From the brain, just as from the spinal cord, nerves start; these were divided by the old anatomists into nine pairs, because they pass out of the skull by nine openings on each side; the old anatomists considered that the nerves that pass through one hole belong to one another, and so they counted nine pairs of nerves. Now they are divided into twelve pairs. I am not going to tell you all the pairs of these nerves, but I will tell you of one or two of the more important ones.

The first pair of these cranial nerves are called the olfactory nerves; they go to that part of the nose in which the organ of smell is situated; they are the nerves by which the stimuli which cause the sensation of smell are conveyed to the brain.

These nerves do nothing else; no muscles are caused to contract by means of them, and no other kind of sensation than that of smell is conveyed by them, so you see here we have a different class of nerves, all the spinal nerves having two properties; muscles were moved by means of them, and sensations were conveyed by means of them. The second pair of nerves start one from each side of the brain; they join one another, or rather are connected together by a band of nerve fibres, and then pass forwards, one to each eyeball These are the nerves which belong to the sense of sight; they are called the optic nerves, because they convey the sense of sight to the brain, they do nothing else whatever. These first two pairs of nerves are examples of purely sensory nerves. The third pair are the nerves, by means of which most of the muscles vrhich move the eyes are made to contract. The fourth and sixth pairs supply those muscles which move the eyeball, and which are not supplied by the third pair. In the third, fourth, and sixth pairs of nerves we have examples of nerves which only influence muscles.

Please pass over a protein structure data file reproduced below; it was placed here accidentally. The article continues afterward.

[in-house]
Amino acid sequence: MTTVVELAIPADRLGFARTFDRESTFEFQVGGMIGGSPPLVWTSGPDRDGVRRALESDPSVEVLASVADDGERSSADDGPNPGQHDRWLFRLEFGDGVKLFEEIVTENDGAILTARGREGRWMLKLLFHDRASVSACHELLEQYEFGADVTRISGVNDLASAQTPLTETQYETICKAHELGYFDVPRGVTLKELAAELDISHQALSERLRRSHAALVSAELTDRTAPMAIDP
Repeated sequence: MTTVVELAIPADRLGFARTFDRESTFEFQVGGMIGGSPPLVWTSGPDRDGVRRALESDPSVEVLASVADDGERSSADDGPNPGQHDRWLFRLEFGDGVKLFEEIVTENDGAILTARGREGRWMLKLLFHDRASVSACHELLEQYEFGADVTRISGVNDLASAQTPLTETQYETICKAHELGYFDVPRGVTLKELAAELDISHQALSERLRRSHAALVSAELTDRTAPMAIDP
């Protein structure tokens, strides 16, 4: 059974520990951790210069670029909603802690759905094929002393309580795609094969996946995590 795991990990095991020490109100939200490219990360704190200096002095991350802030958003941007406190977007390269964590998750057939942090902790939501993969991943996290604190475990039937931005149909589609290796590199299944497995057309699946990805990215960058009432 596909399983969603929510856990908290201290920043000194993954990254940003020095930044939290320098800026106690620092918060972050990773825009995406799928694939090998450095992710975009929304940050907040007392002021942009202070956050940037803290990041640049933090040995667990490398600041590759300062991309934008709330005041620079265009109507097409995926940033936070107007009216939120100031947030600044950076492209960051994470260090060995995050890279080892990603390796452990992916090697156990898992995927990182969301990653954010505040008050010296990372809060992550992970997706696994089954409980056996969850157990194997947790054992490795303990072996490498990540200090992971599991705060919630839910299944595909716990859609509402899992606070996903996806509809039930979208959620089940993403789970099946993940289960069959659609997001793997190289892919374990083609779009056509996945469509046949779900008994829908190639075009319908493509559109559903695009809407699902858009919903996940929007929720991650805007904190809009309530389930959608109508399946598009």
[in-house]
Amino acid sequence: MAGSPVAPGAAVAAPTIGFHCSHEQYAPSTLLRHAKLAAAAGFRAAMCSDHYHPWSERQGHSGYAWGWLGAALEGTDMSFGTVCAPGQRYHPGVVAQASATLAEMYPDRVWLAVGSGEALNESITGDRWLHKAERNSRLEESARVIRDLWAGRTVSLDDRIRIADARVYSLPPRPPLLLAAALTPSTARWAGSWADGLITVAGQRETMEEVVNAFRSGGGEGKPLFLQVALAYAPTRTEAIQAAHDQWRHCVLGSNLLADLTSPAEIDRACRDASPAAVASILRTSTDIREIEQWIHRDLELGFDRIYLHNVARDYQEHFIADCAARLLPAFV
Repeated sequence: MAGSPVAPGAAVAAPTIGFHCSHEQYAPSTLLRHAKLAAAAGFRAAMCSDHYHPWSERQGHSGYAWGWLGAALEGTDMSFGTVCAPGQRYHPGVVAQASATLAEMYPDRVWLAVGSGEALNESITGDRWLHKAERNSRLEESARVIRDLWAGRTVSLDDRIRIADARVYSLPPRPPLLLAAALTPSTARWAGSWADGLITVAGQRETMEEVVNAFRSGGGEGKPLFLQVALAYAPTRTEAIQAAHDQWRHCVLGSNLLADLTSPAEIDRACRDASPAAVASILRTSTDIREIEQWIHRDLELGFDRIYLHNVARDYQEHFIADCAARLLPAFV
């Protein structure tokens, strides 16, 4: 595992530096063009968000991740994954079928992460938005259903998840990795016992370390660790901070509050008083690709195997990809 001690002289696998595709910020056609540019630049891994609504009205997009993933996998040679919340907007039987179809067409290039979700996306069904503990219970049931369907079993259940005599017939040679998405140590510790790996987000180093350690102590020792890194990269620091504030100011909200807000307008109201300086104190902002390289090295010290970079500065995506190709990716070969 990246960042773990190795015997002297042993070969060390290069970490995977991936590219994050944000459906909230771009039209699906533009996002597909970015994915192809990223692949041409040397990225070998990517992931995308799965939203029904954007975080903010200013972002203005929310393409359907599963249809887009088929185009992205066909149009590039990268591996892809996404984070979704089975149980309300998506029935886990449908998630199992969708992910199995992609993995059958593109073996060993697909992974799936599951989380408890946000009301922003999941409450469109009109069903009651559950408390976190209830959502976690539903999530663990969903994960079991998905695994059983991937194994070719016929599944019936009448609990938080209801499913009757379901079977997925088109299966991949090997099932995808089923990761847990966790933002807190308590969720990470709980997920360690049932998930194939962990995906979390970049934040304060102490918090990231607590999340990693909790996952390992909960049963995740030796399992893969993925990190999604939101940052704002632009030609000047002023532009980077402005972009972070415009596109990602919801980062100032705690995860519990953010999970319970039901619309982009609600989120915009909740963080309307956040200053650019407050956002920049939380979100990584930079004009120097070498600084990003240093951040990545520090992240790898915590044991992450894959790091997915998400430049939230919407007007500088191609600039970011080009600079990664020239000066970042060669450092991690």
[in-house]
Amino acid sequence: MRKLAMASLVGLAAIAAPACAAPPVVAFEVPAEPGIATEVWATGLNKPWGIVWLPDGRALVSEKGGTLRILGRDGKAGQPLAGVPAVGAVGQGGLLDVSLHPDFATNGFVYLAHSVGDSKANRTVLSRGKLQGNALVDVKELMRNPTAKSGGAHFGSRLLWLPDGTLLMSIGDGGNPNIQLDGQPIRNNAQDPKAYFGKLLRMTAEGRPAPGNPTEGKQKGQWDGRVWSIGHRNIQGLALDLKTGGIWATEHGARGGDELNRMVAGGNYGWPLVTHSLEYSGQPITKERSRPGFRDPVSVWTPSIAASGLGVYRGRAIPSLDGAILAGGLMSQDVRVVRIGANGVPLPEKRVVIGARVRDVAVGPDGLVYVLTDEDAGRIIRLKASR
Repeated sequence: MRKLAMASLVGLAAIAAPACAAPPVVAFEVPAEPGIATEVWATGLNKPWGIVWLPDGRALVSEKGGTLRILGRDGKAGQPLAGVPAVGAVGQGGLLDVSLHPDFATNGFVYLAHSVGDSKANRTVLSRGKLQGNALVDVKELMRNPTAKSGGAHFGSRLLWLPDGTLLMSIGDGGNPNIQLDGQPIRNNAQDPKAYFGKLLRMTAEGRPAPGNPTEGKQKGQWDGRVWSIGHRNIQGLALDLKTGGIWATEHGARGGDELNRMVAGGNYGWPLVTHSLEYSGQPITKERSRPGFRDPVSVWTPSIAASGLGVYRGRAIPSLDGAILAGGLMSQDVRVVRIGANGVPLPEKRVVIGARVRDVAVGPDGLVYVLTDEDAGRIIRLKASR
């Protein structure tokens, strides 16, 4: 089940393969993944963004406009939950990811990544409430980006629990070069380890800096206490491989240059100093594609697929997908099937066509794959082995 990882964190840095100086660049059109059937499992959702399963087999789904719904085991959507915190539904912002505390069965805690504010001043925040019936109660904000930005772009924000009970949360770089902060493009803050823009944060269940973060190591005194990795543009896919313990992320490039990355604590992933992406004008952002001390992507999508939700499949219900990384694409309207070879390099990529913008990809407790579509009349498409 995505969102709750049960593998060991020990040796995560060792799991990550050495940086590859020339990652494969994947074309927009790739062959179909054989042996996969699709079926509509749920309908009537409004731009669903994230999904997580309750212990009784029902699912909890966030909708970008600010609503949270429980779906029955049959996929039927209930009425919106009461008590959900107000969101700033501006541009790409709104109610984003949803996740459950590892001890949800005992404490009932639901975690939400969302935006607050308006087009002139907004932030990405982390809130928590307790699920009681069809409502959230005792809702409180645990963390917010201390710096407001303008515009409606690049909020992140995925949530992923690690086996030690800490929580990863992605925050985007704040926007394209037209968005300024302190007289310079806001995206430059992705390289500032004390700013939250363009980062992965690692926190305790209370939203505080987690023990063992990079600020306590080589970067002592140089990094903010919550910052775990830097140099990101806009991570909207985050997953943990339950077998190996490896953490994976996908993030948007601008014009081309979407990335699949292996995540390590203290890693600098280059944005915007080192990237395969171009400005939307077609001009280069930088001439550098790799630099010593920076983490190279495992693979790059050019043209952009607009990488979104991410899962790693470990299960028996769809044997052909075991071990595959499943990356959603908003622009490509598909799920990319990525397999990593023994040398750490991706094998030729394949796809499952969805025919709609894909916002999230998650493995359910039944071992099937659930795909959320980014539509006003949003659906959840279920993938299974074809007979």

The fifth pair of nerves are the largest pair of nerves which start from the brain, and they resemble spinal nerves in that each of them has two roots,-a motor root and a sensory root, with a ganglion upon the latter; they are mixed nerves, motor and sensory. They supply the skin of all the face, the mucous membrane of the mouth and nose, the teeth, and certain muscles of the upper and lower jaws.